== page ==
Christmas is a season when a peaceful, calm feeling of love is in the very air. It is a time when most of us are a little more tolerant of the bad behavior of other people and a little more helpful to the poor and needy. It is a time when we dig a little deeper in our pockets, wallets, and purses to purchase gifts for those we love and to help other people, even strangers, to have a happier Christmas. The spirit of Christmas is the Spirit of Christ. The feeling in the air is love. It is through the love of Christ for us that we have the ability to love other people. This spirit of love comes from Christ and is something that we can keep with us all the time.

When we put away our Christmas decorations, it is important that we don’t put away the Christmas spirit with them. I keep a couple of my Nativity sets out to remind me of the reason we celebrate Christmas. This reason is not because a Baby was born but because the Son of God came to earth and atoned for the sins of everyone who will obey His commandments. I know that we can strengthen our families by remembering the Christ Child as well as the Resurrected Christ.

Thursday, December 30, 2010

Religion Is Essential to Liberty

The topic of discussion for this Freedom Friday is religion. Religion is essential to a government of free people. Most, if not all, of our Founding Fathers believed that religion and morality were essential for good government as well as happiness and that these topics should be taught in the schools. No specific religion was to be taught, but the universal truths, which were acceptable to all religions, were necessary.

W. Cleon Skousen quoted Benjamin Franklin when he summarized basic religious beliefs as "fundamental points in all sound religion" in a letter to Ezra Stiles, Yale University president: "Here is my creed: I believe in one God, the Creator of the universe. That he governs it by his providence. That he ought to be worshipped. That the most acceptable service we render to him is in doing good to his other children. That the soul of man is immortal, and will be treated with justice in another life respecting its conduct in this. These I take to be the fundamental points in all sound religion." (Smyth, Writings of Benjamin Franklin, 10:84.)

Skousen then explained Franklin's statement of the "five points of fundamental religious beliefs. 1) There exists a Creator who made all things and mankind should recognize and worship him. 2) The Creator has revealed a moral code of behavior for happy living which distinguishes between right and wrong. 3) The Creator holds mankind responsible for the way they treat each other.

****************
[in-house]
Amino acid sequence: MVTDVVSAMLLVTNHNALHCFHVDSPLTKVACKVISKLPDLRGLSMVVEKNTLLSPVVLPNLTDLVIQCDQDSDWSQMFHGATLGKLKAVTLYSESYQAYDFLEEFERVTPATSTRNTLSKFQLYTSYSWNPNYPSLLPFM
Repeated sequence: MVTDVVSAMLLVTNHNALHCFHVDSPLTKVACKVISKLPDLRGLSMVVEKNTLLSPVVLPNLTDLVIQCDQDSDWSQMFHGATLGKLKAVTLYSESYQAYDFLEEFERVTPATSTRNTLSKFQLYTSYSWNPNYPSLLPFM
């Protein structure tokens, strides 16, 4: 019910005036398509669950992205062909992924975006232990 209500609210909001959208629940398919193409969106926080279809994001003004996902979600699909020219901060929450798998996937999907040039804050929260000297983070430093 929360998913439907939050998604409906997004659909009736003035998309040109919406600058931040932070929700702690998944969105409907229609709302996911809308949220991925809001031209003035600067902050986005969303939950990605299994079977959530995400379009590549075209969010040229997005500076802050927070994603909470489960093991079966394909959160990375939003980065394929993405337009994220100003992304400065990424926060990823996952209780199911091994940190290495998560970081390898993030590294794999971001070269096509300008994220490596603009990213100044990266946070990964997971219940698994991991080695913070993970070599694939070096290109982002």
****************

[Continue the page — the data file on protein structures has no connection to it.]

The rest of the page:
4) All mankind live beyond this life. 5) In the next life mankind are judged for their conduct in this one" (The Five Thousand Year Leap, p 61).

Even though the Founders considered these core beliefs to be America's religion, they wanted all religions to have equal protection under the Constitution. They wanted the citizens to have morality, religion, and virtue, but they did not want the federal government favoring any one religion or church nor did they want a national church. The Founders understood the importance of religion in the nation, but they did not want government involved in establishing a religion. This is what Thomas Jefferson meant when he said that the Constitution created "a wall of separation between Church and State" (Beigh, Writings of Thomas Jefferson, 16:282, as quoted in The Five Thousand Year Leap, p 69).

Wednesday, December 29, 2010

Two Elizabeth Adams

Samuel Adams was married to two different women named Elizabeth. He married Elizabeth Checkley, daughter of Rev. Samuel Checkley of the New South Church in Boston. Rev. Checkley was a life-long friend to the father of Samuel, and both families were happy when Samuel and Elizabeth decided to married. The Adams and Checkley families were actually connected by marriage during the previous century.

Elizabeth was 24 years old when she married Samuel in October 1749. Her daughter described her as being “a rare example of virtue and piety blended with a retiring and modest demeanour and the charms of elegant womanhood” (Wives of the Signers – The women behind the Declaration of Independence, 60).

Here is an interesting story: Elizabeth Checkley’s mother was the “daughter of Rev. Benjamin Rolfe, minister at Haverhill, at the time of the `Sack of Haverhill’ by the Indians in 1708. In this fighting the minister was killed, together with about one hundred other persons, and many more were carried away. According to Drake’s History of Boston, a maid-servant in the employ of Rev. Mr. Rolfe saved the two little daughters of the minister by her bravery and presence of mind. She overheard the Indians breaking into the house and, springing from her bed, took the two little girls, Elizabeth and Mary, aged respectively nine and eleven years, and hurried them into the cellar where she secreted them under two large tubs. They were not found, though the savages ransacked the whole house. It was one of these little girls, Elizabeth, who afterward became the … mother of Elizabeth Checkley who married Samuel Adams” (Wives, 60-61).